Adirondack Nature Trails:
Henry's Woods Trail System

Henry's Woods Trail entrance sign on the Bear Cub Road (24 September 2013) Adirondack Birds: Winter Wren on the Henry's Woods Connector Trail (3 August 2015) Adirondack Wildflowers: Jack-in-the-Pulpit on the Henry's Woods Loop Trail (28 September 2015) Adirondack Habitats: Conifer forest on the Henry's Woods Trails (28 September 2015) Adirondack Shrubs: Hobblebush on the Henry's Woods Loop Trail (16 September 2015) Adirondack Amphibians: American Toad on the Henry's Woods Plateau Trail (6 July 2017) View from the Henry's Woods Plateau Trail - Wilmington Notch Overlook (6 July 2017) Adirondack Shrubs: Beaked Hazelnut on the Henry's Woods Plateau Trail (6 July 2017) Adirondack Wildflowers: Common Wood Sorrel on the Henry's Woods Loop Trail (6 July 2017) View from the outlook on the Henry's Woods Rocky Knob Trail (16 September 2015) Adirondack Wildflowers: White Baneberry on the Henry's Woods Rocky Knob  Trail (4 June 2015) Adirondack Wildflowers: Spotted Touch-me-not on the Henry's Woods Loop Trail (3 August 2015) The Bridge to Nowhere on the Henry's Woods Loop Trail (6 July 2017) Adirondack Wildflowers: Shinleaf on the Henry's Woods Loop Trail (6 July 2017) Adirondack Habitats: Mixed woods on the Henry's Woods Loop Trail (3 August 2015) Adirondack Mushrooms: Ganoderma applanatum on the Henry's Woods Rocky Knob Trail (16 September 2015)
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Henry's Woods, which is owned and maintained by the Uihlein Foundation, is a community preserve located just outside of the village of Lake Placid. It opened to the public in 2008; more trails were added the following year.

  • The trail system features well-designed trails traversing hardwood and mixed conifer-hardwood habitats, plus several scenic outlooks providing views of the High Peaks.
  • There are no interpretive trail signs, beyond a welcome kiosk providing a trail map, trail descriptions, and a brief history of the preserve.
  • These are multi-use trails, so be prepared to encounter runners and mountain bikers, as well as unleashed (and sometimes overly-exuberant and muddy-pawed) dogs. Cross-country skiers and snowshoers use the trail in the winter.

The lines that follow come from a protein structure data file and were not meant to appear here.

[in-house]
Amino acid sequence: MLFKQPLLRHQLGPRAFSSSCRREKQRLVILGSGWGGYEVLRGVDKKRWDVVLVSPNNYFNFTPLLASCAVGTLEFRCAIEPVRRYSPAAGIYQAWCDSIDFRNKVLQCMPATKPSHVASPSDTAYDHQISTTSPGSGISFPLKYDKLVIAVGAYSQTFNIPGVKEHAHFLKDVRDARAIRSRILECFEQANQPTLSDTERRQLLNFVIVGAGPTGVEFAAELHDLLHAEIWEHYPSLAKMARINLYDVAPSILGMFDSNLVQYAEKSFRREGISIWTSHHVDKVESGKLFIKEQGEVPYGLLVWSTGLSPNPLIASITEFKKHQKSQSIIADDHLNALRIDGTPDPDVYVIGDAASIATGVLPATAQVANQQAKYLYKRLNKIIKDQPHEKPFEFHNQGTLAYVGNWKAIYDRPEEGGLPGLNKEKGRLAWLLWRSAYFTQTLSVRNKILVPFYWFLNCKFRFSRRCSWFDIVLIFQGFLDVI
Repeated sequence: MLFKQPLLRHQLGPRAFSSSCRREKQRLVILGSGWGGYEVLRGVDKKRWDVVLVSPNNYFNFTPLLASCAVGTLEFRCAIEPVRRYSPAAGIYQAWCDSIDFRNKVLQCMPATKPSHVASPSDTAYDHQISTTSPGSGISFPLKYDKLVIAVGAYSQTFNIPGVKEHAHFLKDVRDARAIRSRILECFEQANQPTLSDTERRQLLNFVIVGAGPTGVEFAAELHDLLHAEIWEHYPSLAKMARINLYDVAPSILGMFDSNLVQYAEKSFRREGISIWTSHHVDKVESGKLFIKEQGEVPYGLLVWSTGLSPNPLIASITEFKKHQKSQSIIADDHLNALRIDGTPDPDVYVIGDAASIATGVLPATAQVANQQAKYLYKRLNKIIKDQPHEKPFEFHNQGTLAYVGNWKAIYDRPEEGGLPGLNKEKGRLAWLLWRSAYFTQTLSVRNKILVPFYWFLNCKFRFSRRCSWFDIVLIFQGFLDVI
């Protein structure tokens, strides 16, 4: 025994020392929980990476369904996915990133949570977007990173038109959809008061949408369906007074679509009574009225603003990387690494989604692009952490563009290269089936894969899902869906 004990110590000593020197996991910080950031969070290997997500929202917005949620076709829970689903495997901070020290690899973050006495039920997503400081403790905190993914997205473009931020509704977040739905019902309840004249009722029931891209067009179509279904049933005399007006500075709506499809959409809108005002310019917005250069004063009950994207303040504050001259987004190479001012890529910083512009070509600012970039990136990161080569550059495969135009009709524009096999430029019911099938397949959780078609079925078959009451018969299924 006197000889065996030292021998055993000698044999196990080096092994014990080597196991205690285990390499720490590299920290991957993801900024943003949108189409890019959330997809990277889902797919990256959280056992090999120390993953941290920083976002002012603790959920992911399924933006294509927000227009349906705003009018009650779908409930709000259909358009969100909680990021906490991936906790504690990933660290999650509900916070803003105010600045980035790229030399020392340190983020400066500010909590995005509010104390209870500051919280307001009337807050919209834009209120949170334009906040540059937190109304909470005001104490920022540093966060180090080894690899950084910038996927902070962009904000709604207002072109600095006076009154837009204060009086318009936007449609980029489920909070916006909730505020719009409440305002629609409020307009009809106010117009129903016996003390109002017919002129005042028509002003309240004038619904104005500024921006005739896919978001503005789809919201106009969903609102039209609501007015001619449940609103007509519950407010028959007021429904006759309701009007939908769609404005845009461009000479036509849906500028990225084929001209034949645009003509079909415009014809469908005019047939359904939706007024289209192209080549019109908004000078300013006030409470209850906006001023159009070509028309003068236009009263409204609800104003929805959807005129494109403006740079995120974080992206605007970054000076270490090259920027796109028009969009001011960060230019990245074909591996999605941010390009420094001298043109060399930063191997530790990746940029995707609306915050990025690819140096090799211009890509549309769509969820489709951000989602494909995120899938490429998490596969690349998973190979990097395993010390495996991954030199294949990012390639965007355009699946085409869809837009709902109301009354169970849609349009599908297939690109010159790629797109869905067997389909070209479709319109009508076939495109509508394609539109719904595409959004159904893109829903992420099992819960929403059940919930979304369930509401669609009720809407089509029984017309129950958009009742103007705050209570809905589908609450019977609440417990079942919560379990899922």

The preserve has five interconnected trails, varying in difficulty:

  • Connector Trail: This trail is the initial trail that accesses the trail network. The trail, which is 4-5 feet wide with a crushed stone surface, traverses a mixed hardwood-conifer habitat, starting out flat and climbing slightly to intersect with the Loop Trail. This trail is about 0.3 miles in length. Listen for Winter Wrens in the conifer thickets near the parking lot. The walking is easy. Near the entrance kiosk, expect some construction noise from the adjacent Elderwood nursing home site, where the Adirondack Health and Medical Fitness center is being built.
  • Loop Trail: This two-mile loop is the longest trail in the network and is used to access the Plateau, Switchback, and Rocky Knob trails. The trail, which is 4-5 feet wide, has a crushed stone surface. The habitat is mixed hardwood-conifer forest. Walking in a counter-clockwise direction, the trail drops slightly to cross a bridge spanning a small stream. Off the trail, a bit farther along, is a suspension bridge called the Bridge to Nowhere. The trail then follows a very pleasant brook and circumnavigates a high plateau. On the back (southern) side of the loop, the trail climbs slightly to the top of a plateau before descending back down to where it intersects with the Connector Trail. In mid- and late-summer, look for a variety of mushrooms growing in the moist woods on the first half-mile or so of the trail.
  • Switchback Trail: This 0.25 mile trail is the shortest and steepest trail in the system. Starting from the Plateau Trail, the Switchback Trail descends slowly to the first switchback, followed by a steeper grade and several additional switchbacks. The trail then intersects with the Loop Trail.
  • Plateau Trail: This one-mile trail is mostly flat and is accessed off the Loop Trail. Like the other trails, the Plateau Trail has a crushed stone surface. It follows along the edge of a long plateau and loops around to intersect a second time with the Loop Trail. There are two overlooks along the trail, providing pleasant, but not spectacular, views of Wilmington Notch and the Sentinel Range. Rustic wooden benches on the outlooks provide an opportunity to stop, enjoy the view, and listen for birds.
  • Rocky Knob Trail: Accessed from the Loop Trail, the Rocky Knob Trail features the most difficult terrain of the system and climbs rather steeply with several small switchbacks. It is rather rocky in spots and can be slippery underfoot. From the summit of Rocky Knob, there are views of the Village of Lake Placid and the surrounding area. The habitat you climb through to get to the summit is primarily hardwood forest, so look for wildflowers and mushrooms that grow under deciduous trees.

The birds normally seen along the trails are those that dwell in mixed hardwood-conifer forest and hardwood forest, such as Mourning WarblerBlack-throated Blue WarblerBlack-throated Green WarblerMagnolia WarblerPileated Woodpecker, and Scarlett Tanager. Be sure to check out the area near the parking lot, for birds such as Blue Jay, American Crow, Black-capped Chickadee, Red-breasted Nuthatch, Winter Wren, and a variety of warblers, including the Nashville Warbler and Northern Parula.

Wildflowers and flowering shrubs* seen along these trails include:

Henry's Woods Trail Map and Directions

*The plant list was generated from a series of photographs dating back to 2013.

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